Sasha Gora

  • Traditional Balsamic Vinegar is a Family Affair

    The difference between traditional balsamic and the stuff you find at the grocery store is years, at least 12 of them. And ingredients. Traditional vinegar is made only with must (fresh grape juice).

  • Vancouver’s Only Aboriginal Restaurant’s Got Game

    Serving braised bison back ribs and game sausages, pulled boar and elk burgers, Indian tacos, and bannock bread pudding, Salmon n’ Bannock Bistro is the city’s only First Nations restaurant open year-round.

  • Myanmar Is Powered by Peanuts

    Myanmar might not be the cultural home to the peanut butter sandwich, the peanut is still king here. After all, this is a place where you can get a chicken curry drowned in oil and salads showered in Elvis's favorite legume.

  • Some of the Best Bread in Georgia Is Found on the Side of the Highway

    The former Soviet republic of Georgia might be well-known abroad for its cheesy khachapuri bread, but I managed to find one far more elusive: the spiced nazuki, available only in a small section of the country.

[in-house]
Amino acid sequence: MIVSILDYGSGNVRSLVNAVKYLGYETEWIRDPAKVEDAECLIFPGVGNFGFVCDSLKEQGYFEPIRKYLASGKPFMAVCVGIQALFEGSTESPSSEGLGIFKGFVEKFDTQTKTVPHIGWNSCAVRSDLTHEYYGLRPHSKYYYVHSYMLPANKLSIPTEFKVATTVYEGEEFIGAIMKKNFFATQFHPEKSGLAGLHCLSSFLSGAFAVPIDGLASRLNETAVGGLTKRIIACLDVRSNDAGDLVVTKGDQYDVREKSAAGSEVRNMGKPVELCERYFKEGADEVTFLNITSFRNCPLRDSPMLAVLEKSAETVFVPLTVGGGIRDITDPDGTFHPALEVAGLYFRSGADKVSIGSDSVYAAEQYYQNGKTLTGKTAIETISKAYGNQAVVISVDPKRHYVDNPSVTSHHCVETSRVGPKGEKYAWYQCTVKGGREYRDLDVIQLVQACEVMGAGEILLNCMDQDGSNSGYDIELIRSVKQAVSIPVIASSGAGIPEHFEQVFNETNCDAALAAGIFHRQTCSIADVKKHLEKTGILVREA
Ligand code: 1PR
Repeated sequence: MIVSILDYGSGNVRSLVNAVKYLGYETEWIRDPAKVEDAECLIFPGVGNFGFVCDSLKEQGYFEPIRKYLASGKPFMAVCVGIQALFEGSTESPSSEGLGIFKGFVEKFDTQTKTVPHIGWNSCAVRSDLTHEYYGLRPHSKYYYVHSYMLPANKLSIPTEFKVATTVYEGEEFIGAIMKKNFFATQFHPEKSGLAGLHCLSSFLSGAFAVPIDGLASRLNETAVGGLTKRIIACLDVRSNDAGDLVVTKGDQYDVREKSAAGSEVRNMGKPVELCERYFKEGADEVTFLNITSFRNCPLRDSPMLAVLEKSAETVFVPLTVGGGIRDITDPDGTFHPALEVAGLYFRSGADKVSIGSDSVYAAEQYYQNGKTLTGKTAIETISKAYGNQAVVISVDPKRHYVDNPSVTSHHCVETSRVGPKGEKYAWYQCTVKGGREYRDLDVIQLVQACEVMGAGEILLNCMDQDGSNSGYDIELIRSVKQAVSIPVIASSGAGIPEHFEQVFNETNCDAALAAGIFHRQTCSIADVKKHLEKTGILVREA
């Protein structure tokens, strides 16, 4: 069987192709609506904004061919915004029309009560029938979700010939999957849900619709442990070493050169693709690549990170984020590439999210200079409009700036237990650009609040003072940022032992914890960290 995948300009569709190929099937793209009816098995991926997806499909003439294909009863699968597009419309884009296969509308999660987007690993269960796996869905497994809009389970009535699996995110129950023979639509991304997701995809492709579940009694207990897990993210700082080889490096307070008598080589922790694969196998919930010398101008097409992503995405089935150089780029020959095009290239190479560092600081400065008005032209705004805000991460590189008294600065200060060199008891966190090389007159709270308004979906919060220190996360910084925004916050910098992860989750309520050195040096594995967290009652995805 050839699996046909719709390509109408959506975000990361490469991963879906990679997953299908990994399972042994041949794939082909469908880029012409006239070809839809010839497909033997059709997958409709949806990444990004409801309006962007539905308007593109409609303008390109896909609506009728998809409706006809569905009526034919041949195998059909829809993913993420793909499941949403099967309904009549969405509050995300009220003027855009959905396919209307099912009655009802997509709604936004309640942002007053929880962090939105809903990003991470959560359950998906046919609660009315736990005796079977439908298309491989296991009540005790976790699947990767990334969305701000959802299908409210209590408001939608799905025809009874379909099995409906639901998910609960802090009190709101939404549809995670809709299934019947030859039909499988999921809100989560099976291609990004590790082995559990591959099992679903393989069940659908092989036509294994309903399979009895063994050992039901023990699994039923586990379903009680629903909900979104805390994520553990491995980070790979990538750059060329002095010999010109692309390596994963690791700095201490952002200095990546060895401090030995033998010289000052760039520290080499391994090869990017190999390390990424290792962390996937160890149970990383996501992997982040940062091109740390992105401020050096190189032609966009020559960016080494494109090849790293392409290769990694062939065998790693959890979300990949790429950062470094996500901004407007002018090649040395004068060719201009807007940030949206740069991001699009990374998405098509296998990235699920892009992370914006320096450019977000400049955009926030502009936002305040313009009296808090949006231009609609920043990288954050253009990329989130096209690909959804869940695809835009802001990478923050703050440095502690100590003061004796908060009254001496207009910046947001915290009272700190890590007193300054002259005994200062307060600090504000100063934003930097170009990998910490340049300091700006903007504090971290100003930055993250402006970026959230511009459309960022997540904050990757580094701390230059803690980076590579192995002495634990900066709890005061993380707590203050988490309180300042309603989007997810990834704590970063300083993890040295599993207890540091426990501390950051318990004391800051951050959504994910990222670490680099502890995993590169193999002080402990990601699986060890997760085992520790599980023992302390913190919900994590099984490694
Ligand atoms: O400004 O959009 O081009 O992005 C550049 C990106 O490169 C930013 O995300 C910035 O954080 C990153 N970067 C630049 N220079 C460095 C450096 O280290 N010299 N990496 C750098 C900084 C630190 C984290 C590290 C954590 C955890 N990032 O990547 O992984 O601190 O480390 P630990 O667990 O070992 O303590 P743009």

• Taking the Machismo and MSG Out of Myanmar's Tea Shops

    Tiny cups of sweet tea, MSG-laced dishes, and underaged waiters are the backbone of traditional Burmese tea shops, but Rangoon Tea House in Yangon is trying to change that with delicious food and a more welcoming atmosphere.

  • Russia's Chefs Are Learning to Live Without Oysters

    It's been four months since Russia imposed sanctions on food imports from the EU and other Western nations, and in the meantime chefs have been forced to content with higher prices, substitutions, and even seafood from landlocked countries.

  • This Copenhagen Restaurant Won't Get You Wasted

    The kitchen at Copenhagen's Spisehuset Rub & Stub doesn't mind when ingredients are ugly, as long as they taste good. Rub & Stub works with the crumbs of the food industry, crafting its menu out of "surplus food" that would have otherwise been thrown...

  • This Paris Chef Is Putting Thai Chilies Where They Don't Belong

    Haan Palcu-Chang of Le Mary Celeste isn't trying to reinvent French cuisine—he just likes things spicy. At his Paris restaurant, he laces at least half of his dishes with chilies, but he still keeps an emergency supply of bread around for old-school...